China throws trade war tariff exclusion lifelines that it thought it would never need


When officials in Beijing started consulting lawyers six months ago about protecting Chinese industries from potential tariffs on imports from the United States, they were not certain they would have to act on the advice.

According to a source familiar with the consultations, senior officials within the government “really thought the tariffs would go away”.

But then on Monday with China’s announcement of extra tariffs on US$60 billion in US imports there was a sign that a line had been crossed – for the first time the government offered a tariff exclusion process.

“It is a sign that things are probably going to be going on a little bit longer from the top down than they thought,” the source said.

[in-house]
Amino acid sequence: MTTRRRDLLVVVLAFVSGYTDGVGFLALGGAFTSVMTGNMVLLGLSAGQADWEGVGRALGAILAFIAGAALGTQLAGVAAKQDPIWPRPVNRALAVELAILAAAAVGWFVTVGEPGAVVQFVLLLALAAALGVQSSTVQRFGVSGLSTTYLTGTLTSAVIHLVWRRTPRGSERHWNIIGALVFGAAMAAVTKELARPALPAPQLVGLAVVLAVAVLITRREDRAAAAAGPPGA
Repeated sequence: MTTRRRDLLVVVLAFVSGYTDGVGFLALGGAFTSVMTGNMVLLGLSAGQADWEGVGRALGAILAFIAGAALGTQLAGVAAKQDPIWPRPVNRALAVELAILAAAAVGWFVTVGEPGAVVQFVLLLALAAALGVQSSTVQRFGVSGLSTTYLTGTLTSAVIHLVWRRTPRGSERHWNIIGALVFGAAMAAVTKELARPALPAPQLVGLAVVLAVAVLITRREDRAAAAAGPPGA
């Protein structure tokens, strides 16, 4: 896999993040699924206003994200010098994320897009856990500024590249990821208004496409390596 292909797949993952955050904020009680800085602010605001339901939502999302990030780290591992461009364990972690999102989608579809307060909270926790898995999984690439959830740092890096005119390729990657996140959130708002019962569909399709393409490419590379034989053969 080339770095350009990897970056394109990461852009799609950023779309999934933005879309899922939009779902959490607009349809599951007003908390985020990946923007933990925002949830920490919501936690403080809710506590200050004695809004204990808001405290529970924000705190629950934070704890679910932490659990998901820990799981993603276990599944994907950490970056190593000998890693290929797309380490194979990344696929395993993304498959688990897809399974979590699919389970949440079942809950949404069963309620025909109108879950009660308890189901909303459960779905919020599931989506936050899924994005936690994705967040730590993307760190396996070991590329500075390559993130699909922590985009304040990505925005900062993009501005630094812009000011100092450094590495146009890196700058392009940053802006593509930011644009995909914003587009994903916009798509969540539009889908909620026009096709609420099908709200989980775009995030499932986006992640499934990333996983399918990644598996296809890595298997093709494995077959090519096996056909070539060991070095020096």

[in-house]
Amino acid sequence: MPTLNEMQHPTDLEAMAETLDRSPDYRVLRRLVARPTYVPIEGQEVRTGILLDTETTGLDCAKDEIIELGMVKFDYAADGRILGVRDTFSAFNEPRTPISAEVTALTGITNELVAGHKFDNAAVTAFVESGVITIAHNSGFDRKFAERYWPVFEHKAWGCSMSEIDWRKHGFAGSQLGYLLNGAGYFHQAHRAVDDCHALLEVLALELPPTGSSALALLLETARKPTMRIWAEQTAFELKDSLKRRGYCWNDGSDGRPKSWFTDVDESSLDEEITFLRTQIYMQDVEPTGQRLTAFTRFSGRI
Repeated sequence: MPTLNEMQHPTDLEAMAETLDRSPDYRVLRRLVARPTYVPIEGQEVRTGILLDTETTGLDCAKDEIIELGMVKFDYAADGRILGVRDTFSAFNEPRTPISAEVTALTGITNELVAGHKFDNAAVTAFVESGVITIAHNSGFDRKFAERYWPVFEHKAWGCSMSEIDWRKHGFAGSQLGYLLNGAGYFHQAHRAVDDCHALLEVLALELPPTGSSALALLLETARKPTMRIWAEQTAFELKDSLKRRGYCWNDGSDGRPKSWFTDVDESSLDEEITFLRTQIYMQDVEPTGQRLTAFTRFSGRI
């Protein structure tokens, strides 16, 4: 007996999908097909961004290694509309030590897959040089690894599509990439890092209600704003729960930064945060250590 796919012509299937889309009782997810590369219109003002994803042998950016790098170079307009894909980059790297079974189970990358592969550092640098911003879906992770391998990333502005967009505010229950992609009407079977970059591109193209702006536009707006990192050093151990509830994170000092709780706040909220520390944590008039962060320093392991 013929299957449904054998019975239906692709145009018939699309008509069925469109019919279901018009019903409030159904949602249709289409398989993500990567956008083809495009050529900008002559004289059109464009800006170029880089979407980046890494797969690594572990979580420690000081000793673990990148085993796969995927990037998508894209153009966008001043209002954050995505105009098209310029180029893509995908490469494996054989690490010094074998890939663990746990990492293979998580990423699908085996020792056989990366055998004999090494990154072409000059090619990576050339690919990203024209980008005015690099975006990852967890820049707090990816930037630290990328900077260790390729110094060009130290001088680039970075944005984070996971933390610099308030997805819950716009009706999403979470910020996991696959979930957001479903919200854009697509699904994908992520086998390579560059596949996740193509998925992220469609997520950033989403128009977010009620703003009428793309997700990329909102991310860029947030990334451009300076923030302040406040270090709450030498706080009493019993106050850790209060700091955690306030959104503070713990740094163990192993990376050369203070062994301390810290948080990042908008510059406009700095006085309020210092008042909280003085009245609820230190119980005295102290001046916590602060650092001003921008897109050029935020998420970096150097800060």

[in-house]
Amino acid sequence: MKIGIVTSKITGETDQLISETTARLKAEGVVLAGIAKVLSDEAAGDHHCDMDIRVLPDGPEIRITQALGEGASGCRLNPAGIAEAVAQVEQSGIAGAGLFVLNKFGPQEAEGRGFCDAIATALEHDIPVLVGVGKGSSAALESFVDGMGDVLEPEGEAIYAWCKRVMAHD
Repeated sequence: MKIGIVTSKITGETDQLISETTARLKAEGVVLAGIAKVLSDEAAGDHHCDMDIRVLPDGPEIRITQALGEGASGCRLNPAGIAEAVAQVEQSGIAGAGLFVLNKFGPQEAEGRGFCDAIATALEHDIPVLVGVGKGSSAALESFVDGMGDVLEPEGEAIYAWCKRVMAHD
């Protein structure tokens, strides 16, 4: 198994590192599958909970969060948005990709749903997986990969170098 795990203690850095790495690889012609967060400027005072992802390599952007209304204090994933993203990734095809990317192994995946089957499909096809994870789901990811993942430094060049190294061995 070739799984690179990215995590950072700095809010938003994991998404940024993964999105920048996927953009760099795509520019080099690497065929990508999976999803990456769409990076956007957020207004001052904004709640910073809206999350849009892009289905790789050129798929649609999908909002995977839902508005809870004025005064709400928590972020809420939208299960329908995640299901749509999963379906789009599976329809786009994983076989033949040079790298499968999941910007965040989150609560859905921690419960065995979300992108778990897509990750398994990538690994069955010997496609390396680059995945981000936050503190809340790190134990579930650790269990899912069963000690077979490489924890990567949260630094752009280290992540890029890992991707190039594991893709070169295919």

The process is largely based on a similar programme in the US and allows tariff-affected firms in China to apply for an exclusion.

The Chinese exclusions are a lifeline to key industries that Beijing wants to protect from the turmoil of the trade war. Given that importers must pay the extra duties themselves, offering exemptions to those that cannot afford the tariffs makes economic sense, according to analysts.


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